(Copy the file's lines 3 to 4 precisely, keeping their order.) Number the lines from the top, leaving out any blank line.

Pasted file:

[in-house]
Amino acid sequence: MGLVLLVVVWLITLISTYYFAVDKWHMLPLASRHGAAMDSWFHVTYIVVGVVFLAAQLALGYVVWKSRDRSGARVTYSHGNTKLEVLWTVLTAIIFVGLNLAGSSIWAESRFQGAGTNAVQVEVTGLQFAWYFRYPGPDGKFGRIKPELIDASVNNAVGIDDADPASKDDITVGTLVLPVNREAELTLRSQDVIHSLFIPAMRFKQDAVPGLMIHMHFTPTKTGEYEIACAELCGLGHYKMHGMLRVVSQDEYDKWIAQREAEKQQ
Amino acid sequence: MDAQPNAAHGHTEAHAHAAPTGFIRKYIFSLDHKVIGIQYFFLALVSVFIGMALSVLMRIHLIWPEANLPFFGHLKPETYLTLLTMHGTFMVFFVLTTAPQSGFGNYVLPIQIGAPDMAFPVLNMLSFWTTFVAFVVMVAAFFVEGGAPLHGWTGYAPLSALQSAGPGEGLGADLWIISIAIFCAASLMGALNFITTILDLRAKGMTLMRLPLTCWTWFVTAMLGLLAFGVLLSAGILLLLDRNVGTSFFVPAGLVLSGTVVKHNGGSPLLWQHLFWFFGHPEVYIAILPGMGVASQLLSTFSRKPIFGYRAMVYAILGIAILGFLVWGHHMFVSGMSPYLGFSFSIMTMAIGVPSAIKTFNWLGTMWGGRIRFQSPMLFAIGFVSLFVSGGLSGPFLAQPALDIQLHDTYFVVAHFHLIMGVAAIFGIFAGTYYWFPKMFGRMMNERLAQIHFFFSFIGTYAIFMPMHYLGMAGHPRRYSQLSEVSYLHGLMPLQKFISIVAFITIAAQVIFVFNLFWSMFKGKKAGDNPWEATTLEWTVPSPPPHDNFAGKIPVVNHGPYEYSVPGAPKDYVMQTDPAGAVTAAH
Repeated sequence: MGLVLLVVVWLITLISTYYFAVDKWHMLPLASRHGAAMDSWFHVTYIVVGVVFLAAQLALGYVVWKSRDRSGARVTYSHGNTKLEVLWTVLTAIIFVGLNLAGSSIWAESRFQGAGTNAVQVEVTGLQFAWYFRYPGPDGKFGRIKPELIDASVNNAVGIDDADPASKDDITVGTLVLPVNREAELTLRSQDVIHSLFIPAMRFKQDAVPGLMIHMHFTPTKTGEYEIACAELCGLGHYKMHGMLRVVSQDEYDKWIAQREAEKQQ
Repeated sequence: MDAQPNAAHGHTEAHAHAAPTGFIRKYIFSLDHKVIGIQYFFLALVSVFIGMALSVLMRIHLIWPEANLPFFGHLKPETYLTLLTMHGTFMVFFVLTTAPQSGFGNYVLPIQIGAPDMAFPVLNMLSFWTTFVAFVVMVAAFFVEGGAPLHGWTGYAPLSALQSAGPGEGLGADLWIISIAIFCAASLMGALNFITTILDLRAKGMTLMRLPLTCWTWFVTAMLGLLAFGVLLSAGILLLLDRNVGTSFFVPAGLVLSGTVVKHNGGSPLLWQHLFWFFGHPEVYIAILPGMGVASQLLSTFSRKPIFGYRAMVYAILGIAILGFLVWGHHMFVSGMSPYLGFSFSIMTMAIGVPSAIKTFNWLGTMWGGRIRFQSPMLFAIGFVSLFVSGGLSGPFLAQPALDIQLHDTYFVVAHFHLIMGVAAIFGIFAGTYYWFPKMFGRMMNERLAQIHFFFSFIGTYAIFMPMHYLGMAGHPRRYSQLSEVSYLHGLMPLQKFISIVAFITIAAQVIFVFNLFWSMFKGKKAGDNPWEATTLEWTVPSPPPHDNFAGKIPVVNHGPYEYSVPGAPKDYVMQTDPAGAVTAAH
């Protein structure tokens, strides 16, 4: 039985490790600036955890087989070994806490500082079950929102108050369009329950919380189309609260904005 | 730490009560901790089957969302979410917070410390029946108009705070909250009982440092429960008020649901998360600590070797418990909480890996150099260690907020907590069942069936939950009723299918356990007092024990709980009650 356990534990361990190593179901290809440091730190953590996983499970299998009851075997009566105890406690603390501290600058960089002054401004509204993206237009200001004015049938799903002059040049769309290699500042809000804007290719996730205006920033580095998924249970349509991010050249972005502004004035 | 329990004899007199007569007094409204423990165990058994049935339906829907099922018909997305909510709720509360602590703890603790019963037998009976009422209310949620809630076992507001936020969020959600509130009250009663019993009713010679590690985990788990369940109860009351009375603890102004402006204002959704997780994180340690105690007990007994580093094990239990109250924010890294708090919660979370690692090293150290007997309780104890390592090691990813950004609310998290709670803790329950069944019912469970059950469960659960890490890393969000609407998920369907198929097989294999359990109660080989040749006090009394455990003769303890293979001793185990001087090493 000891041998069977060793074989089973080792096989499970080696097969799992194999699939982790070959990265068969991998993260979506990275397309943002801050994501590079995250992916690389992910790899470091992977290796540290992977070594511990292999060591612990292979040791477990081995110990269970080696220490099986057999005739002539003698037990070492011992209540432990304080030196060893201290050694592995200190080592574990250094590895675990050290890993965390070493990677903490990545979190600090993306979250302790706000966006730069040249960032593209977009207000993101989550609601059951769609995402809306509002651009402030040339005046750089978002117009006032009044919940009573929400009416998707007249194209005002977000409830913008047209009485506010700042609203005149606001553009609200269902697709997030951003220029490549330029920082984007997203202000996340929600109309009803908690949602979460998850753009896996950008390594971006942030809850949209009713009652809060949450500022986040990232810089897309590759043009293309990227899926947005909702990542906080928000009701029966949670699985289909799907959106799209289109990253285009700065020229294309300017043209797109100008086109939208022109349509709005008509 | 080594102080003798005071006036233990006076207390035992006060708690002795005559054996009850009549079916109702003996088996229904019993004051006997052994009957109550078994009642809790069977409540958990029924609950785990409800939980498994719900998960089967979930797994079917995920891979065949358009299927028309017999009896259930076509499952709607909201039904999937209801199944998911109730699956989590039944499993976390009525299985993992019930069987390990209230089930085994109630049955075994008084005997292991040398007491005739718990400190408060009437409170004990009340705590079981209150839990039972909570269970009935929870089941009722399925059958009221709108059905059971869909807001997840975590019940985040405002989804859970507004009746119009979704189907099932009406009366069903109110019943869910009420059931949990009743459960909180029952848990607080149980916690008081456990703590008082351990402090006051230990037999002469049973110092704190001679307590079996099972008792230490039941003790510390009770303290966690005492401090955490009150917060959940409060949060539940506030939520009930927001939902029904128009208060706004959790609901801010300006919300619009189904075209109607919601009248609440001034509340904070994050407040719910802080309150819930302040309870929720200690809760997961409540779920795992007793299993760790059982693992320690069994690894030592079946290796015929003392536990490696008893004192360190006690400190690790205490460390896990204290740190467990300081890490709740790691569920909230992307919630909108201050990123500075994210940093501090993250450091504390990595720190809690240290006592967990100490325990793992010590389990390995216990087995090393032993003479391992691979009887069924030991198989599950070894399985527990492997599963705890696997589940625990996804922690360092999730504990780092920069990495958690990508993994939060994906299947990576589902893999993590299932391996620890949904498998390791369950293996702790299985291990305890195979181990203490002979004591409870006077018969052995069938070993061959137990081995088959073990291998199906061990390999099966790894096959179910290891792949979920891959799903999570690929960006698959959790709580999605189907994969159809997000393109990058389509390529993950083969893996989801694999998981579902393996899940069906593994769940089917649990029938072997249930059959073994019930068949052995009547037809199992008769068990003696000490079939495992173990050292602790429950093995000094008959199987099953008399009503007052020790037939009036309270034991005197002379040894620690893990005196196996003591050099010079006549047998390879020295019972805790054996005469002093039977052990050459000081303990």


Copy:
Amino acid sequence: MDAQPNAAHGHTEAHAHAAPTGFIRKYIFSLDHKVIGIQYFFLALVSVFIGMALSVLMRIHLIWPEANLPFFGHLKPETYLTLLTMHGTFMVFFVLTTAPQSGFGNYVLPIQIGAPDMAFPVLNMLSFWTTFVAFVVMVAAFFVEGGAPLHGWTGYAPLSALQSAGPGEGLGADLWIISIAIFCAASLMGALNFITTILDLRAKGMTLMRLPLTCWTWFVTAMLGLLAFGVLLSAGILLLLDRNVGTSFFVPAGLVLSGTVVKHNGGSPLLWQHLFWFFGHPEVYIAILPGMGVASQLLSTFSRKPIFGYRAMVYAILGIAILGFLVWGHHMFVSGMSPYLGFSFSIMTMAIGVPSAIKTFNWLGTMWGGRIRFQSPMLFAIGFVSLFVSGGLSGPFLAQPALDIQLHDTYFVVAHFHLIMGVAAIFGIFAGTYYWFPKMFGRMMNERLAQIHFFFSFIGTYAIFMPMHYLGMAGHPRRYSQLSEVSYLHGLMPLQKFISIVAFITIAAQVIFVFNLFWSMFKGKKAGDNPWEATTLEWTVPSPPPHDNFAGKIPVVNHGPYEYSVPGAPKDYVMQTDPAGAVTAAH
Repeated sequence: MGLVLLVVVWLITLISTYYFAVDKWHMLPLASRHGAAMDSWFHVTYIVVGVVFLAAQLALGYVVWKSRDRSGARVTYSHGNTKLEVLWTVLTAIIFVGLNLAGSSIWAESRFQGAGTNAVQVEVTGLQFAWYFRYPGPDGKFGRIKPELIDASVNNAVGIDDADPASKDDITVGTLVLPVNREAELTLRSQDVIHSLFIPAMRFKQDAVPGLMIHMHFTPTKTGEYEIACAELCGLGHYKMHGMLRVVSQDEYDKWIAQREAEKQQ